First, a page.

Conor Delanbanque #winning

April 8, 2018

 

​As part of the first week of the second year of trading for RedHolt we are featuring blogs with responses to 3 simple questions from exceptional people who we know and admire.  We hope that these blogs enthuse the reader and provide authentic insight into the mindset and day by day attitude of these high achievers.  We believe that all of us have exceptional potential, the key is about how you ignite your engine.  

 

Conor Delanbanque, English University Boxing Champion and received call ups for the Antigua Barbuda Commonwealth Games Squad. Only took up competitive road cycling in June 2017 and in March 2018 won the NY State Criterium Championships. Conor also spent 3 years in the RAF Reserves during University undergoing pilot training, firefighting training and more. He is a published Marine Biologist and spent the last few years recruiting and leading recruitment teams focusing on DevOps, consistently as top performer. Using the knowledge gained during this time, Conor has recently taken on a new position as the Head of DevOps Practice for North America at a global technology consulting firm. He is a member of the Opensource DevOps Community Team and the Founder of the Future of DevOps Debate Group. He recently spoke on Software Engineering Radio and has been a keynote speaker at global tech conferences such as DevOpsDays Cuba. He also has a number of articles on tech websites such as DevOps.com and Opensource.com.  A pretty busy guy as you can tell, here are the responses to 3 key questions that we have asked of each contributor to this weeks #winning blogs:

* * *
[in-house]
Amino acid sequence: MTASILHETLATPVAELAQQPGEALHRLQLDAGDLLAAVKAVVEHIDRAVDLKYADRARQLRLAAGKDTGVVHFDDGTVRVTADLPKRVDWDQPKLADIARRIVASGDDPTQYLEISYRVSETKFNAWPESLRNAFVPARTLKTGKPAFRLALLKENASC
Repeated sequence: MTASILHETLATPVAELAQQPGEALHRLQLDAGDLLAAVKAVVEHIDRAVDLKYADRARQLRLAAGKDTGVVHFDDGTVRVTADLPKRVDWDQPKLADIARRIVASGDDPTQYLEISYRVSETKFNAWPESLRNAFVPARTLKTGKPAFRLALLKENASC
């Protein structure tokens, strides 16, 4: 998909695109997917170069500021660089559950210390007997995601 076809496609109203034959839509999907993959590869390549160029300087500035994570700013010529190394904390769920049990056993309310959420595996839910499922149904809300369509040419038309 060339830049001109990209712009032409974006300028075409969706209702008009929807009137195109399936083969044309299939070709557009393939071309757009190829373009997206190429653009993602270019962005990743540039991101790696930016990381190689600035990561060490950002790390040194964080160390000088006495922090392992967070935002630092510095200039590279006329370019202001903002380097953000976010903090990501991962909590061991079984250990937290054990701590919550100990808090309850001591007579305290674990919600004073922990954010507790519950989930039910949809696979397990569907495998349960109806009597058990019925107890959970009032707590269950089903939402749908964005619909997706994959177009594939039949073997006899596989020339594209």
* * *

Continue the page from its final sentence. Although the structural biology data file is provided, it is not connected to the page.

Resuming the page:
Is there a single characteristic you have that you would associate your success?

 

There is something I see within myself and other people who I would call successful and it seems to be that they all exceptionally focused. It’s like an unstoppable force within you and you feel like you can see your goal in HD. I always feel like I’m wearing blinkers – I know exactly what I want to achieve, and I just take the relevant steps to getting there. It doesn’t happen overnight, and it certainly doesn’t happen by chance. You don’t wake up one day and say, “I want to be a CEO” or “I want to be the champion at this or that”. You start doing something, you probably enjoy that thing and then you apply yourself. More often than not, those that are coming in second, third or last place have not applied themselves to the same extent as the winner. This application happens every single morning from the moment you wake up and continues throughout every minute of the day. It doesn’t stop while you’re sleeping either. I spend most nights drifting off to the vision of myself achieving one of my upcoming goals. The single characteristic is focus because it encompasses the other important characteristics that define the winning mindset. If you are truly focused, you will be motivated, tenacious, driven, passionate and you will not let hardship or failure prevent you from achieving your end goals.

 

What is your attitude towards failing?